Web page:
During the last election season, there was a popular article about why some college students weren’t sending in their absentee ballots: They didn’t know where to buy stamps. Then, a friend told me that her daughters didn’t know where on the envelope to put the stamps. Others have said their teenage kids didn’t know where to write the address and return address.
Sure, texting and Snapchat have replaced a lot of written communication for our teens, but they will still need to use good old-fashioned snail mail once in a while. Here’s what you’ll want to make sure your teenagers know.
When to Send a Letter
To say thank you
Letters are still appropriate for thank-you notes. It’s fine to call Grandma to say “thanks” for the birthday gift if she’s not a stickler for old-fashioned etiquette. But as they get closer to the professional world, teenagers should know that a thank-you letter will help them stand out. Whether it’s a neighbor who met your teen for coffee and career talk, or the employer who interviewed your kid for an internship, it’s best to follow up immediately with a brief note of thanks for that person’s time.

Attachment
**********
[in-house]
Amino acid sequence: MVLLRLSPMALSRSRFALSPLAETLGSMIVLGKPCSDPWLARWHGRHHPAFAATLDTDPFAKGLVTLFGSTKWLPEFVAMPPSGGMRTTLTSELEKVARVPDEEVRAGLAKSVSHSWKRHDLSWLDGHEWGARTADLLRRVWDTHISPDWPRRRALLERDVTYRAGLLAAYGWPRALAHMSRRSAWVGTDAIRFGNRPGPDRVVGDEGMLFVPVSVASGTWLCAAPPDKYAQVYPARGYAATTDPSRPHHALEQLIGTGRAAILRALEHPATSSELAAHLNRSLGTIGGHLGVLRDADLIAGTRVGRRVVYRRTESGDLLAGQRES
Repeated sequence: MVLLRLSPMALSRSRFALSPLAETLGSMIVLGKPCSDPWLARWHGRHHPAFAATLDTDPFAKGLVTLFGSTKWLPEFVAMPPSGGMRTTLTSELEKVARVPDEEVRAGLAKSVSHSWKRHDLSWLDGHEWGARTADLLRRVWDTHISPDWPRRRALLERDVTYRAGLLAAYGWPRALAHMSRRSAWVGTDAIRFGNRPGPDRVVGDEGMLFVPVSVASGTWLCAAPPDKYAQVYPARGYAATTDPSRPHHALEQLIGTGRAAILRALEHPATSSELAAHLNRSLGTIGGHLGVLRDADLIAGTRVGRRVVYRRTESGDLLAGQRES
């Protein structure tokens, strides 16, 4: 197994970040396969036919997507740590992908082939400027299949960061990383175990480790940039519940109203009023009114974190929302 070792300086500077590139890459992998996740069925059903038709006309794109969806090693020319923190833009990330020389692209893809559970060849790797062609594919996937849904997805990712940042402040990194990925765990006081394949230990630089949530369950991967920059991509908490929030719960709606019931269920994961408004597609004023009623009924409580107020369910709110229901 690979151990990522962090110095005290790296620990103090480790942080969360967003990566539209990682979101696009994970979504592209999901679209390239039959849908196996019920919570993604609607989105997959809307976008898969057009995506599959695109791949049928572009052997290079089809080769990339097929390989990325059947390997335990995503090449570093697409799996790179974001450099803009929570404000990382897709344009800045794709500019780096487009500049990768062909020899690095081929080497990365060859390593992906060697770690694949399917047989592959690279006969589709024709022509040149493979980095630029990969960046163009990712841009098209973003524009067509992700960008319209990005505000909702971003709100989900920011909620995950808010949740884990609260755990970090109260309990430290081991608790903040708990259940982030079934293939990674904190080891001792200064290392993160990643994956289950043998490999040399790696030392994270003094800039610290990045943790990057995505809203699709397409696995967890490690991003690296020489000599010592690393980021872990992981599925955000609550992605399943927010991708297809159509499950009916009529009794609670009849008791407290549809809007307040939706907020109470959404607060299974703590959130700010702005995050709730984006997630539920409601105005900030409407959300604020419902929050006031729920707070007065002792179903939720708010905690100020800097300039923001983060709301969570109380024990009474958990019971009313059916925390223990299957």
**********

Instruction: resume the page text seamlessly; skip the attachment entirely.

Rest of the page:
To express condolences
In the case of a death, a mailed handwritten sympathy note is still the gold standard. Hopefully, your teen hasn’t had much experience with this kind of situation, but you’ll still want to make sure they know this sooner rather than later.
And, of course, when they’re in college, they’ll need to mail their absentee ballot!
How to Send a Letter
While this may seem overly simple to parents, it might help to mark up a sample envelope, showing where to put the stamp, address, and return address. Let your teenager know that (as of now) domestic stamps cost 55 cents each, that each regular-size envelope requires one stamp, and that they can buy stamps at the post office and even the grocery store.
That wasn’t so bad, right? And who knows—maybe, years from now, that all-grown-up kid will even mail you a greeting card.